Weeds in grassland, what to do?

DrDunc

Member
Livestock Farmer
Location
Dunsyre
I've a field that's contains a fair few broadleaf weeds. Clover is looking well, pH and nutrients are fine, and only other issue is lack of actual grass in places. It's intended to be cut for haylage at the beginning of July

Should I spray off the broadleaves now with MCPA / 2.4D and check the clover?

Is it time to consider a full reseed?

Opinions please, I'm not wanting to just throw away fertiliser and hope!

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Cowabunga

Member
Location
Ceredigion,Wales
Left it a bit late. Certainly too late to kill the dandelions. Just about get the docks if you spray before the weekend when they will certainly start going to seed and thus will not translocate herbicide to their roots. My grass was sprayed three weeks to thirty days ago and its striking how the weeds have been eliminated. Main aim were docks but chickweed and whatever those things that flower white have also been decimated. I spray as little as possible and average once every five years per field. Did a whole lot this year though as I hate the idea of weeds feeding on my wallet.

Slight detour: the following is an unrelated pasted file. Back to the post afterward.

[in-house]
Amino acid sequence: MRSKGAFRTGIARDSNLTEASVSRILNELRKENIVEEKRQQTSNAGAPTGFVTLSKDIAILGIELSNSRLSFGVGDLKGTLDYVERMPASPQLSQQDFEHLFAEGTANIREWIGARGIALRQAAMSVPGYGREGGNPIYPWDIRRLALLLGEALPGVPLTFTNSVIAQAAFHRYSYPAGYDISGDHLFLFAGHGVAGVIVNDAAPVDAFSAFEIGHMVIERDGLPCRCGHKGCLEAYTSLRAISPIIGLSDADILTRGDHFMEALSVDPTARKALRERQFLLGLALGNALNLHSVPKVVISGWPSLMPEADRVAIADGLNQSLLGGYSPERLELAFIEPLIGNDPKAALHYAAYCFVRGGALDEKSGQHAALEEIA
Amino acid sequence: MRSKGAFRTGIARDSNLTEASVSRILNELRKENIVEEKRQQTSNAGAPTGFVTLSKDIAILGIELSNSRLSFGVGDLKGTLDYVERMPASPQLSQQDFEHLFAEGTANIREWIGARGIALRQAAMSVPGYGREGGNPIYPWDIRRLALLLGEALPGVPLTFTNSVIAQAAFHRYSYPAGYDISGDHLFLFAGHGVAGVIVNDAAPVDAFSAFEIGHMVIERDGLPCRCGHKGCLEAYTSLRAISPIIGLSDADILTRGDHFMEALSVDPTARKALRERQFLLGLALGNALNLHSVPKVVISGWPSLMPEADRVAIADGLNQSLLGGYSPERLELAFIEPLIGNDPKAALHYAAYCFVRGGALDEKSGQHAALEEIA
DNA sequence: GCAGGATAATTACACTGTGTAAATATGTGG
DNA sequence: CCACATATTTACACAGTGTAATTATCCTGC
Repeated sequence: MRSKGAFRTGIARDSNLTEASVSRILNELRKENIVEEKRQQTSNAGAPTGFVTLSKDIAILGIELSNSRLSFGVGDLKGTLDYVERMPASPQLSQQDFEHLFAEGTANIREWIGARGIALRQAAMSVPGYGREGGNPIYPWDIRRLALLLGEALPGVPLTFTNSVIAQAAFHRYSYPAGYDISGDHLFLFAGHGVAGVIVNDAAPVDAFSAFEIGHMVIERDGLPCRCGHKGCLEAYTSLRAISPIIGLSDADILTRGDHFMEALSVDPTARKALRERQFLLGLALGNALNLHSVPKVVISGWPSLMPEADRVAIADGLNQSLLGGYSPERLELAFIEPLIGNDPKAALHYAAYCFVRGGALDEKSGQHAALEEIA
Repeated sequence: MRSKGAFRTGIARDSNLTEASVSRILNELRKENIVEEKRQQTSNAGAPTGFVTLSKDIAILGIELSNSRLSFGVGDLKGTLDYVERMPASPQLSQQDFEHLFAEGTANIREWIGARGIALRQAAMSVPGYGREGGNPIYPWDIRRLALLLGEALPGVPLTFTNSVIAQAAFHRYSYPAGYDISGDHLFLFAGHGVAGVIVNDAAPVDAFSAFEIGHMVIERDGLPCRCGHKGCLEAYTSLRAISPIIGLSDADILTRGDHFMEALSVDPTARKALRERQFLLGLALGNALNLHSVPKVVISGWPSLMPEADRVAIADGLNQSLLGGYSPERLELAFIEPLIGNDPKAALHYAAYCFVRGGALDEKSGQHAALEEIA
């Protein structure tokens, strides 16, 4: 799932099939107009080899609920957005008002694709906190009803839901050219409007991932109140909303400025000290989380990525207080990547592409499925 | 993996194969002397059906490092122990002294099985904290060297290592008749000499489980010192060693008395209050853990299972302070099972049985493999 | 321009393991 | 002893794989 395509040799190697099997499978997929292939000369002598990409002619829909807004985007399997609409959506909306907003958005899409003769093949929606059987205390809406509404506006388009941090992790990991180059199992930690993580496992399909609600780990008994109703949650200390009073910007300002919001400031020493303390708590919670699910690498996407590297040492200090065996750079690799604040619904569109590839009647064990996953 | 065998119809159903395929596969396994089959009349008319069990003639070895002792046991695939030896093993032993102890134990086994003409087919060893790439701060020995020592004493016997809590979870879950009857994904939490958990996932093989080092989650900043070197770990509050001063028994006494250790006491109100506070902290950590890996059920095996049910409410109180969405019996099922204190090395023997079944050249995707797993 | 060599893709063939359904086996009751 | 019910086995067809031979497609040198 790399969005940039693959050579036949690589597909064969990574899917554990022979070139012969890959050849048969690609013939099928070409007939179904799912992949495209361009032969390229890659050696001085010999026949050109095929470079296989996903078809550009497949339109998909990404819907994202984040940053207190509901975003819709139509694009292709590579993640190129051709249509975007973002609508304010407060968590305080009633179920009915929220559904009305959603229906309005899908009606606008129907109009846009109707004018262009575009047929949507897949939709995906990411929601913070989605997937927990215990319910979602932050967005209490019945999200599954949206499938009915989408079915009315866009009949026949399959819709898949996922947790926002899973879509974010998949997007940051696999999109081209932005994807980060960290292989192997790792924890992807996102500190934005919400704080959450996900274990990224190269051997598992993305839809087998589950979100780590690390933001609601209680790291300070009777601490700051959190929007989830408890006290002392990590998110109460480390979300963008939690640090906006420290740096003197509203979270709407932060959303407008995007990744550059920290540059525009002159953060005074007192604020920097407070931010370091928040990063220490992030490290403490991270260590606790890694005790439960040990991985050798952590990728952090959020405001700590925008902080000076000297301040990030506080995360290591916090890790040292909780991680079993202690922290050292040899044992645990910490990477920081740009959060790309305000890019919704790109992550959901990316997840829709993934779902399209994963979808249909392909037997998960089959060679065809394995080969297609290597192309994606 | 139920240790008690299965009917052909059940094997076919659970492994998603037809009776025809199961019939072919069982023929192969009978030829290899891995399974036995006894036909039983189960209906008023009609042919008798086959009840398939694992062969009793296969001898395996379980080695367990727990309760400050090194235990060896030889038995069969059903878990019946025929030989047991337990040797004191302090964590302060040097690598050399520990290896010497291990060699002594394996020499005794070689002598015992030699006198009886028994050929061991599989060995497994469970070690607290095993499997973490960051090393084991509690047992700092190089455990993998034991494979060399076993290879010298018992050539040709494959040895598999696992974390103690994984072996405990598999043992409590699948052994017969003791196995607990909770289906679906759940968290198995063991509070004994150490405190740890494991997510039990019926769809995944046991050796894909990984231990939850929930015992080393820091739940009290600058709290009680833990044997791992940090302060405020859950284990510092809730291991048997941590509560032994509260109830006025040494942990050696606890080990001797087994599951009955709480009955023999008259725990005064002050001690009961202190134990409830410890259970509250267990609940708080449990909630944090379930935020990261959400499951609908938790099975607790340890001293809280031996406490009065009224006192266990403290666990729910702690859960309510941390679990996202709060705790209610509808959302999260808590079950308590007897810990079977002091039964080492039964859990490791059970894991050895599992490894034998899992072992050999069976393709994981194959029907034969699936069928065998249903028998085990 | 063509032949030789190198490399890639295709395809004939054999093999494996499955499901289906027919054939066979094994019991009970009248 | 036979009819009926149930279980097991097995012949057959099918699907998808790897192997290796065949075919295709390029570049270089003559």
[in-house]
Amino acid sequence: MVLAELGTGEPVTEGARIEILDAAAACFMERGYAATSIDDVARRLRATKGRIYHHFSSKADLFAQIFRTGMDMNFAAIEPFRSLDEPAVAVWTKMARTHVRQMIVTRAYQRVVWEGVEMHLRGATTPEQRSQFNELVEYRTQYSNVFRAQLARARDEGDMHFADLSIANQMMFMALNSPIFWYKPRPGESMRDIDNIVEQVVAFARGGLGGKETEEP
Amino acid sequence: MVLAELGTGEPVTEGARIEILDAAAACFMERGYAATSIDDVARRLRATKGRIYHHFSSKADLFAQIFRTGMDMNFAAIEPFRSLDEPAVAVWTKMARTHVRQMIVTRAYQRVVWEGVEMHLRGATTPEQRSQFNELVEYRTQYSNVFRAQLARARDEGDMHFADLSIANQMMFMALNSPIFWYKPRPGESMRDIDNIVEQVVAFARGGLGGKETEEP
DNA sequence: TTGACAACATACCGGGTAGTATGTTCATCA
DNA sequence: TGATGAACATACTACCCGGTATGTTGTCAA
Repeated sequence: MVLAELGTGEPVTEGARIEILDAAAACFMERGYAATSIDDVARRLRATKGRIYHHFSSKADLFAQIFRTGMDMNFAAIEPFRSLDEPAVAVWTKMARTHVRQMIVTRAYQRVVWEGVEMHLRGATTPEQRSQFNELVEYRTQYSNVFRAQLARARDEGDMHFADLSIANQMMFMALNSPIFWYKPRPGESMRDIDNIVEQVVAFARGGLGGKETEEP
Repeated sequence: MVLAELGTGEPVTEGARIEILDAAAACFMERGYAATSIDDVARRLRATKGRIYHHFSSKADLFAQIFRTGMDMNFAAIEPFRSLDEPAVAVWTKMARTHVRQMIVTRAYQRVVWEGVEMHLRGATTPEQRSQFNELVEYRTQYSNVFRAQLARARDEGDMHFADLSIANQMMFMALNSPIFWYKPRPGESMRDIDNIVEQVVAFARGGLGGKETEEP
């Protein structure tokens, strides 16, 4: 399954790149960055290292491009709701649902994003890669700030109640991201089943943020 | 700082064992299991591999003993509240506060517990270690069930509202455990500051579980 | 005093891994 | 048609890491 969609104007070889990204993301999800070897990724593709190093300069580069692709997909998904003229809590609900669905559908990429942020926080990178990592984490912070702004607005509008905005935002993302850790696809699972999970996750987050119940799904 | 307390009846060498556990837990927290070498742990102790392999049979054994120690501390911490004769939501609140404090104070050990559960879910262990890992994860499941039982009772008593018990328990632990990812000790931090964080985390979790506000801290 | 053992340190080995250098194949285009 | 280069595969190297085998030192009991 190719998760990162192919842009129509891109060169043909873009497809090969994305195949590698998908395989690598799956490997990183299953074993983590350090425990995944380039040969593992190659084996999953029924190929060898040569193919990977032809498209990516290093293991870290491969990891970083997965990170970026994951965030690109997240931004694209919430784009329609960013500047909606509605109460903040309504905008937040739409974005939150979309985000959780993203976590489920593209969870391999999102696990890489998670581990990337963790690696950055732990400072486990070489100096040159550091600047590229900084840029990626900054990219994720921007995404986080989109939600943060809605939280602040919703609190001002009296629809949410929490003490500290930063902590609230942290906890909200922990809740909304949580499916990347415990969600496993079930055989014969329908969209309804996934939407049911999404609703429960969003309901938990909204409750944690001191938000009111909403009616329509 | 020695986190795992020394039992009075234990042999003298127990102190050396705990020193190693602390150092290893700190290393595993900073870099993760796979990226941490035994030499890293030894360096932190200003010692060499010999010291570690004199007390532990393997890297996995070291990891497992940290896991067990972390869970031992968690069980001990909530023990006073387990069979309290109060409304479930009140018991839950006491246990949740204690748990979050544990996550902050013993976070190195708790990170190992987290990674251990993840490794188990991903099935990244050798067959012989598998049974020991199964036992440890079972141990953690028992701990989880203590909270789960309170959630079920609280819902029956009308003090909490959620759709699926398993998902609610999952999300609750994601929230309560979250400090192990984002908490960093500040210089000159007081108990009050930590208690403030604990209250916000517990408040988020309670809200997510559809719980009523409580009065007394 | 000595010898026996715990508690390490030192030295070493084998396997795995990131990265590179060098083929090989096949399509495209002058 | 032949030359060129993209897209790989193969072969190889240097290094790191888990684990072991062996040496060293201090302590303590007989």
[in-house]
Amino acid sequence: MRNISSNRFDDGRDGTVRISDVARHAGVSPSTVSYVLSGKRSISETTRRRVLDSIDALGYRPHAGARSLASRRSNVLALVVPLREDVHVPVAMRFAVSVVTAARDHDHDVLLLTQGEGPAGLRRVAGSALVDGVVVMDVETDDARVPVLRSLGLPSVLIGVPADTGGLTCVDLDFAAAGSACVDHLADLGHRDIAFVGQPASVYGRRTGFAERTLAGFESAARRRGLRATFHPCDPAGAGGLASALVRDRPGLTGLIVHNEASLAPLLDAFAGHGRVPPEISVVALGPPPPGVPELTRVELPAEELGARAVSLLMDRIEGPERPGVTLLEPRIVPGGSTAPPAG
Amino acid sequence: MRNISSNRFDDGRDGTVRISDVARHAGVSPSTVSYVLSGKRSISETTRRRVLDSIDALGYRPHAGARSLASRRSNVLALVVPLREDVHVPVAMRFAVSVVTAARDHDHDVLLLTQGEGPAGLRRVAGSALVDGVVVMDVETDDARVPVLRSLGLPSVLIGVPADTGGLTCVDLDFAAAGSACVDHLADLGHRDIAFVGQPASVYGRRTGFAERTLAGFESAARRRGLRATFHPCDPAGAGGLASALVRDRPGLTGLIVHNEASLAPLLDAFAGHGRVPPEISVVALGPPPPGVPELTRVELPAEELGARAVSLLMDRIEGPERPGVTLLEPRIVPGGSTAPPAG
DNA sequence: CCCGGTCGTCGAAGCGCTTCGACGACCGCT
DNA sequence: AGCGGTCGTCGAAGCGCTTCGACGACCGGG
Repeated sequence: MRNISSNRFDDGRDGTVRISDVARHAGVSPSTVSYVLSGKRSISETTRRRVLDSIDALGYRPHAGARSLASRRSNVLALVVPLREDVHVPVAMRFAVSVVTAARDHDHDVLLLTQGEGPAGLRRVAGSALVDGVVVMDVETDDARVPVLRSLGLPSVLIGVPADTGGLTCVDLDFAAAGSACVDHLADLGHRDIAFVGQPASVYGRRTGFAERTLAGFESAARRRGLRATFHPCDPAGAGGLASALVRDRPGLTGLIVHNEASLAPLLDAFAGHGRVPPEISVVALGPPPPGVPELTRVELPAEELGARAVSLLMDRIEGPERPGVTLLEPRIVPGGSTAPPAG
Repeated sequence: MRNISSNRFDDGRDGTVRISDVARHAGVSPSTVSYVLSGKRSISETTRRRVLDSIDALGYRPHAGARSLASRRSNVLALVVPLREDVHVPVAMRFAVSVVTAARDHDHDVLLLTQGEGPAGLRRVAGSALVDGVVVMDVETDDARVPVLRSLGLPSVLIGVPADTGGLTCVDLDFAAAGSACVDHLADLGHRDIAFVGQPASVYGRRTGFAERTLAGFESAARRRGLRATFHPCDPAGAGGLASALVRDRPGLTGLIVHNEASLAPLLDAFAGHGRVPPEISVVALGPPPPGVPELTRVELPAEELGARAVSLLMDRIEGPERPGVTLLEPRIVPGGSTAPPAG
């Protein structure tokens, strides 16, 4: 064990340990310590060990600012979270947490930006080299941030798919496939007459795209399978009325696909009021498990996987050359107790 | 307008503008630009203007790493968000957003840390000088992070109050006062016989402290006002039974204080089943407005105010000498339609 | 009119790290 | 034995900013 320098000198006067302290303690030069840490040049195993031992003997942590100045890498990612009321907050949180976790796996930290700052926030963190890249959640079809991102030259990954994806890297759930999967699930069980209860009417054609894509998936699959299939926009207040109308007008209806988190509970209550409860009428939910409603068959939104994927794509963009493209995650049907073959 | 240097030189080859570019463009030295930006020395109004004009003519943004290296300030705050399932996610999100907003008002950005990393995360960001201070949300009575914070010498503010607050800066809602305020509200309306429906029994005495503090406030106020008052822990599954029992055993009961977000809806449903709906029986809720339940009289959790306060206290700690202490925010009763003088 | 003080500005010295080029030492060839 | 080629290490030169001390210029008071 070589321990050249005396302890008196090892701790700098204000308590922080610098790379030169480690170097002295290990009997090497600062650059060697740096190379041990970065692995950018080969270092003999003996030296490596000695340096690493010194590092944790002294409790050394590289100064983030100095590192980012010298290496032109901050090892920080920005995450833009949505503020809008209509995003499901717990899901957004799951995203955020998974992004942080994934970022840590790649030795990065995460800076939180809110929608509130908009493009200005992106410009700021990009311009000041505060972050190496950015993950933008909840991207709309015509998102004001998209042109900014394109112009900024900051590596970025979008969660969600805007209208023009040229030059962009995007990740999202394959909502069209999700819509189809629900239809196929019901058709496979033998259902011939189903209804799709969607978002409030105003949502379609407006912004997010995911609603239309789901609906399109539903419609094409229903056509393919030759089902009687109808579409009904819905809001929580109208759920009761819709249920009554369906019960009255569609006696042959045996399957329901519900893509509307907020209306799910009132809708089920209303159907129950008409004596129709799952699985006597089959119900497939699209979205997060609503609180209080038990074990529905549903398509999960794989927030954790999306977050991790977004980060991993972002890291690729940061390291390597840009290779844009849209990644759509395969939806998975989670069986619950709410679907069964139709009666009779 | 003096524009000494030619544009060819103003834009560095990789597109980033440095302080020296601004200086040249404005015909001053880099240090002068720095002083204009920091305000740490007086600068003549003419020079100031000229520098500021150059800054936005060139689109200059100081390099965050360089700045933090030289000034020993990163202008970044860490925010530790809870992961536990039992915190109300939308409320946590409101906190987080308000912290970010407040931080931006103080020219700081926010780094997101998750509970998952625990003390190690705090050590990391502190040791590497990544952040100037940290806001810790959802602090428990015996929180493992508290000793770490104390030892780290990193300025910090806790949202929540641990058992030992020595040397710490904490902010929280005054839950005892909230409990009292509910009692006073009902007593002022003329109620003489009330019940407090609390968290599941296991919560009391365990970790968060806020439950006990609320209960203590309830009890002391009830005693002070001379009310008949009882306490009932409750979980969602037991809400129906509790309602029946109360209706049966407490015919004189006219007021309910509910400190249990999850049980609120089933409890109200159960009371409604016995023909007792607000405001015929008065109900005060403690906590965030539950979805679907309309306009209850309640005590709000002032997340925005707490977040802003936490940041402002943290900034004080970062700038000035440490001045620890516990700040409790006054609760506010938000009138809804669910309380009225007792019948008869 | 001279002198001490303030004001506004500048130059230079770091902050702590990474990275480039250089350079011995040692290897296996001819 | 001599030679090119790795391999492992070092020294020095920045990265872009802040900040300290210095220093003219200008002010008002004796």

Left it a bit late. Certainly too late to kill the dandelions. Just about get the docks if you spray before the weekend when they will certainly start going to seed and thus will not translocate herbicide to their roots. My grass was sprayed three weeks to thirty days ago and its striking how the weeds have been eliminated. Main aim were docks but chickweed and whatever those things that flower white have also been decimated. I spray as little as possible and average once every five years per field. Did a whole lot this year though as I hate the idea of weeds feeding on my wallet.